Thursday 30 July 2015 12:01 pm

Nigel Farage: If the yes vote wins it is a step towards joining the euro

A "Yes" vote to staying in the European Union could lead to the UK joining the single currency, said Ukip leader Nigel Farage said today.

Read more: Ukip leader Nigel Farage gets tough on Brexit

Speaking at Westminster about how the "No" campaign can win the referendum, Farage said:

There is no doubt if we vote "Yes", it really means yes – yes to a closer political union and extended European Union foreign policy. If the yes men get their way we move closer to joining the euro.

One of the big mistakes is the thought that being a member of the EU is a never ending series of lines in the sand. The "Yes" campaign pretends that if people vote Yes, membership will stay the same. But the EU is a process and Brussels continues to get more power and leaves Britain with less.

In a speech in which he outlined Ukip's role in campaigning for the "No" side before the referendum, Farage also said that there would be no referendum without the eurosceptic party's input.

However, he added that current Prime Minister David Cameron is allowed to set the agenda unchallenged: "What of the no side? They've gone to ground. Those who have in some cases been calling for a change for 20 years are standing aside. The no side needs to set the agenda for the renegotiation."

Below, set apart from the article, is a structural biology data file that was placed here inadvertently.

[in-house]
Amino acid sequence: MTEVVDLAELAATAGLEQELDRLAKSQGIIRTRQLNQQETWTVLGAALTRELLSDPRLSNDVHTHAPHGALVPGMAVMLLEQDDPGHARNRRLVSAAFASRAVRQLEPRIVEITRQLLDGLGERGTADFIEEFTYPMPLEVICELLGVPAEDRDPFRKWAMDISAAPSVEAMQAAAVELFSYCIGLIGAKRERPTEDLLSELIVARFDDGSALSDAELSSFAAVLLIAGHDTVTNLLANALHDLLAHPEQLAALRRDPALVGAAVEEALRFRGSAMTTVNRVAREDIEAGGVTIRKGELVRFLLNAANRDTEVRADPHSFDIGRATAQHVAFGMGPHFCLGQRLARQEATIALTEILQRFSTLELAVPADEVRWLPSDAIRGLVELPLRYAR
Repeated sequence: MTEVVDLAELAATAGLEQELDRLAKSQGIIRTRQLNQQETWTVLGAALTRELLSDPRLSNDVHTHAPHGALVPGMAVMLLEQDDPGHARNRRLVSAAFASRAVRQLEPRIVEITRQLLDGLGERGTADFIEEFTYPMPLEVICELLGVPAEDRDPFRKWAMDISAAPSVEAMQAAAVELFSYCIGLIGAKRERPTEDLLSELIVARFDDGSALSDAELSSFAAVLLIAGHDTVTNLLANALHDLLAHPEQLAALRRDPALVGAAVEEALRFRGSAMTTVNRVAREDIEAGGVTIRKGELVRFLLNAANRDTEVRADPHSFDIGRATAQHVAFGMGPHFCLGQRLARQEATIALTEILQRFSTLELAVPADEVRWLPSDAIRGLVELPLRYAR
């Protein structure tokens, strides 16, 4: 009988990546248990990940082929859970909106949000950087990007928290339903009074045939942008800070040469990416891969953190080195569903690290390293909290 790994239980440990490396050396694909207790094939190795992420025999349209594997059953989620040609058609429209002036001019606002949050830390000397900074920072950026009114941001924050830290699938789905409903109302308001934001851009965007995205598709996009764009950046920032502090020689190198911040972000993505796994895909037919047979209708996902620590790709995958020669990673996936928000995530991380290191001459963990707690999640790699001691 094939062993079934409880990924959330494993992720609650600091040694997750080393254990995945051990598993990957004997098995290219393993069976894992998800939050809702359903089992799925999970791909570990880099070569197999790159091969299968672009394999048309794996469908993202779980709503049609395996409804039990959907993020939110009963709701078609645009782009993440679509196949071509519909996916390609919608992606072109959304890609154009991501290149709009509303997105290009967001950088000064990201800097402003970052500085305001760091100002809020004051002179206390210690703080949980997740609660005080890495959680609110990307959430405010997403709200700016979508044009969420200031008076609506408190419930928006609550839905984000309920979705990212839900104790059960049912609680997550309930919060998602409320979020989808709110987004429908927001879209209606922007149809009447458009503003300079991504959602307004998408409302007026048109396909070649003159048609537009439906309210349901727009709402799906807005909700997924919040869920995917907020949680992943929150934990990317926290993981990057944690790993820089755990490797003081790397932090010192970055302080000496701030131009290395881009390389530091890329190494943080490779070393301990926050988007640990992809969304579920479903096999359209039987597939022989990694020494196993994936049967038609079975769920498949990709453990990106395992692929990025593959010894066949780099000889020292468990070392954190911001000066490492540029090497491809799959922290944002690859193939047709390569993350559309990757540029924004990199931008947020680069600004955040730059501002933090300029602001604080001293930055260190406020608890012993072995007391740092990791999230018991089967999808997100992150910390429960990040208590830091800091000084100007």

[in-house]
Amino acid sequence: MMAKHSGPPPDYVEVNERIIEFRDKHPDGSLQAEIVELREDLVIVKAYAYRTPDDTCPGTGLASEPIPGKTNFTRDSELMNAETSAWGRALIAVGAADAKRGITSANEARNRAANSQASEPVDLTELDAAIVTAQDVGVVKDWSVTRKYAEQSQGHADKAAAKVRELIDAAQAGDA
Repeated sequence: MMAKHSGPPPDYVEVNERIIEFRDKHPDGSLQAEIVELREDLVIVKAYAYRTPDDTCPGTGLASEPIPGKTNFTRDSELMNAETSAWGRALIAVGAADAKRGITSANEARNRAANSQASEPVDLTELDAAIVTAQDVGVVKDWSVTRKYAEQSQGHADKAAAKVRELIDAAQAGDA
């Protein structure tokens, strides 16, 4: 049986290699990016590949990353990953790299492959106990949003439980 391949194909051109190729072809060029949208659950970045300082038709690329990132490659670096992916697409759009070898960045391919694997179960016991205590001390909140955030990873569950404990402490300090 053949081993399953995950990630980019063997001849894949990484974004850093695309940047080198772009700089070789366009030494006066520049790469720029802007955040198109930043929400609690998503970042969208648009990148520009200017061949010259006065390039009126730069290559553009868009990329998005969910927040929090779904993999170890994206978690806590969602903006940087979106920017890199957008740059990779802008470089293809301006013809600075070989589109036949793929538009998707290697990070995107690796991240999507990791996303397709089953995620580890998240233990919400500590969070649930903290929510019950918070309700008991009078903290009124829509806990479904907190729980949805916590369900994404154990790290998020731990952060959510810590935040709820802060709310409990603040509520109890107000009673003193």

Read more: “There is a new Berlin Wall and it is called the euro”

This comes before the electoral commission, which regulates party and election finance as well as setting standards for elections, chooses one group from the "Yes" and "No" side which will be entitled to broadcast campaign speeches, receive a publicly funded grant of up to £600,000 and send a leaflet to each household.

"In the absence of anybody else", Ukip will therefore lead the ground campaign for the "No" side, Farage added.

He also said the idea of Britain being too small to succeed without the EU is false, pointing to how Iceland recently signed a free trade deal with China. "If a country with a population of a third of a million can do it, I'm sure Britain can do it."